In the fall of 1933 the Civil Works Administration, or CWA, was formed as a temporary measure to provide work. It was designed to give jobs for up to 4 million people at a given time. Jobs were necessary because they get money circulating through the economy and through the treasury. The CWA allowed for men to work and receive money while also improving the nation. Some men who were put to work through the CWA had money in their pockets for the first time in over a year. The kinds of jobs the CWA workers held were designed to give money to the employees while also giving back to the nation. Many people had jobs in the fields of construction, teaching, social work, and medicine. All of these jobs gave back to the nation and the community. The CWA basically helped people help themselves. The country improved from this work by gaining 240,000 miles of roads, 30,000 schools, 3,700 playgrounds, 5,000 public buildings, and 800 small airports. Because of all these great advantages, people were becoming educated and had the luxury of traveling and commuting. The CWA was praised by many including Governor Landon of Kansas who wrote that the civil-works program is one of the soundest, most constructive policies. Not only did the CWA help the people receive money indirectly, but it also stimulated the economy by giving people money to spend, which is what Roosevelt desired for the nation.
The CWA was a temporary measure, yet it was an astounding success. It?s impacts are still seen today. The major accomplishment of the CWA was that it gave a billion dollars to the economy within just a few months. Employees received $15 each week, which allowed for minimum living standards. Already the economy was uplifting. The CWA system of distributing cash through work was preferred against just handing out checks like welfare. The former promoting self-worth and preserving skills and not harming one?s pride. It was through this program that the economy started moving again.
The CWA was adequate as a short-term solution, but many argued that a larger works project program was needed for a full recovery from the depression. The Works Progress Administration was then formed out of the CWA. It also was the most successful of all the New Deal programs, as it pulled over $10 billion into the economy within only three years, (1935-1938). There was a heavy emphasis on spending money on wages rather than machinery or materials- the use of human labor was valued. Roosevelt favored this program because it had an emphasis on creating jobs as a way of maintaining morale by de-emphasizing welfare-like payments. President Roosevelt declared to Congress that they must preserve not only the actual bodies of the unemployed from destruction, but also their self-respect, self-alliance, courage and determination. This is what would bring the economy out of the inferno of depression.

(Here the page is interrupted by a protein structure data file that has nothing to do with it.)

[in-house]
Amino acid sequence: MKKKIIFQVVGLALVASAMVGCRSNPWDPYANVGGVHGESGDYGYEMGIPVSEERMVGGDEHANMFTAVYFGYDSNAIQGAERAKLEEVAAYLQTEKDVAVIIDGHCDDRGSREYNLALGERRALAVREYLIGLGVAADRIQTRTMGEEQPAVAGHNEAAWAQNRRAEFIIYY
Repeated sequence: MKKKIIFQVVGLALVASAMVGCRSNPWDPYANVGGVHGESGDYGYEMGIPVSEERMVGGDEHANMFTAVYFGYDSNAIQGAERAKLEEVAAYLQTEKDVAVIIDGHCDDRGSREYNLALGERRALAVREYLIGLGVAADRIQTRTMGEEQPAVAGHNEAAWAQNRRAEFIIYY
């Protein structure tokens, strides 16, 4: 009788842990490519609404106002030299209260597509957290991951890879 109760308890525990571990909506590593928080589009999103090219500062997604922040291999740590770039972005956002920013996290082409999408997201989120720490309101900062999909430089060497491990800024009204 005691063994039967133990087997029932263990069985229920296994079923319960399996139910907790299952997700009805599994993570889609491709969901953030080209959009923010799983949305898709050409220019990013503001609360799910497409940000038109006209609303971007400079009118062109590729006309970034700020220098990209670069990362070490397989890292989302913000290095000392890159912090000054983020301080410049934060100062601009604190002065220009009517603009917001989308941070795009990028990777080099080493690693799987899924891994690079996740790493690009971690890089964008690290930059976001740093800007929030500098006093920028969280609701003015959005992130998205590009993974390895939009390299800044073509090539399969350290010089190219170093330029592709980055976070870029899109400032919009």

The WPA was an active program that, like the CWA, supplied people with jobs. Three-fourths of all the WPA projects involved construction. Many public buildings were built such as museums, hospitals, and zoos- all of which did the public good. Workers improved 572,000 miles of rural roads, built 40,000 new public buildings, repaired 85,000 existing buildings, and built 78,000 new bridges and 24,000 miles of sidewalks. Indeed, the WPA improved society as a whole. All the projects promoted involvement in the community and gave the citizens money. Other WPA projects included: stuffing mattresses, canning peaches, surveying property boundaries, sealing mines, and creating books in Braille. All of these efforts benefited the entire nation. Safety was now a growing concept and the WPA served everyone as to promote safety. The WPA provided a work ethic- workers not just getting handed money, but actually working to be paid and, at the same time, America was drastically improved.
The WPA had produced many positive results. The Grand Coulee Dam, a WPA project, was created through the efforts of the workers during the depression. Its construction, often called the “eighth wonder of the world”, provided a tremendous boost to the regional economy during the depression years. The dam provided power for irrigation and it brought thousands of jobs and billions of federal dollars to the region. It served as an emblem of the New Deal?s impact on the region as a whole. The WPA put up money to support a vast variety of public projects such as post-offices, libraries, schools, airports, and highways. All of these are still in use today, demonstrating that the WPA had a powerful and lasting impact on the nation. The WPA also encouraged tourism. It allowed for workers to create and improve large scale building projects such as dining lodges in Missouri state parks. The WPA made important contributions that benefited both the state and the nation. The 342 designated historic sites in the Ozarks bear witness to the profound role played by the New Deal that continues to enrich the lives of millions of visitors.